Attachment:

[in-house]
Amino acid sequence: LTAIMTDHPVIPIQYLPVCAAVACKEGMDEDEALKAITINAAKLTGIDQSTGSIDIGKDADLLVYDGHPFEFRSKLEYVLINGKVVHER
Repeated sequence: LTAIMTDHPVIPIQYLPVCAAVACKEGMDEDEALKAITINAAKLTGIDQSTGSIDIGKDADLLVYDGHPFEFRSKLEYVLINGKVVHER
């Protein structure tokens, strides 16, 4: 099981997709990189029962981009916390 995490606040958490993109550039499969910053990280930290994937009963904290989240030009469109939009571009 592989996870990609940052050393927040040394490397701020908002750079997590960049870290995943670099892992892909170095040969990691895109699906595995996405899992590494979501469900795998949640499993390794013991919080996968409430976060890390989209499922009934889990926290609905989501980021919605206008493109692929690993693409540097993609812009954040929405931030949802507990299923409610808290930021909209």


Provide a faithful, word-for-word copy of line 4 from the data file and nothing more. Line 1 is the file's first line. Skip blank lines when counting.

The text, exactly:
């Protein structure tokens, strides 16, 4: 099981997709990189029962981009916390 995490606040958490993109550039499969910053990280930290994937009963904290989240030009469109939009571009 592989996870990609940052050393927040040394490397701020908002750079997590960049870290995943670099892992892909170095040969990691895109699906595995996405899992590494979501469900795998949640499993390794013991919080996968409430976060890390989209499922009934889990926290609905989501980021919605206008493109692929690993693409540097993609812009954040929405931030949802507990299923409610808290930021909209």